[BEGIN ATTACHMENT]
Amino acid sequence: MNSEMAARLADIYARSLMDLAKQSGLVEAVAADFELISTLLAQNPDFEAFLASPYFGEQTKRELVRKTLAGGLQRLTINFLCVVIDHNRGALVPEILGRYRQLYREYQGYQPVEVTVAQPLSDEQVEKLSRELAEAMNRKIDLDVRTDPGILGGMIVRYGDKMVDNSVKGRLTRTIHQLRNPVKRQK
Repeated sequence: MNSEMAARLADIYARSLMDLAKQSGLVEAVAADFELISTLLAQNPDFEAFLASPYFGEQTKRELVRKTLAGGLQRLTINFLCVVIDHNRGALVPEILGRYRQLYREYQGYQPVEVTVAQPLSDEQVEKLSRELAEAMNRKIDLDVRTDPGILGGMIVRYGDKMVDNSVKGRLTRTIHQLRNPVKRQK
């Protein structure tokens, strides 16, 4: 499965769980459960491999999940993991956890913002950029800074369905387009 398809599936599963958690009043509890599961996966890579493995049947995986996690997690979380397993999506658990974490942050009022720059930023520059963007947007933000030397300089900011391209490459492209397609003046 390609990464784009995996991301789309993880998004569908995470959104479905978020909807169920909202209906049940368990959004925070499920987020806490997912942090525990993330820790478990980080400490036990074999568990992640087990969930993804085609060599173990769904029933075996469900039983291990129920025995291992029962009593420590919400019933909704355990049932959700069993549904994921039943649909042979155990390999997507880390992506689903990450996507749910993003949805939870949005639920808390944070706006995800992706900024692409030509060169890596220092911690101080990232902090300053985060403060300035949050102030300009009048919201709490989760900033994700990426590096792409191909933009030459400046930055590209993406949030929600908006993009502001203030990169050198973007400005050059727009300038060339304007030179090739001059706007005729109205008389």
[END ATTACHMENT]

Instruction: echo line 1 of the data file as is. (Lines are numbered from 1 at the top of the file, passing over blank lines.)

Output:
Amino acid sequence: MNSEMAARLADIYARSLMDLAKQSGLVEAVAADFELISTLLAQNPDFEAFLASPYFGEQTKRELVRKTLAGGLQRLTINFLCVVIDHNRGALVPEILGRYRQLYREYQGYQPVEVTVAQPLSDEQVEKLSRELAEAMNRKIDLDVRTDPGILGGMIVRYGDKMVDNSVKGRLTRTIHQLRNPVKRQK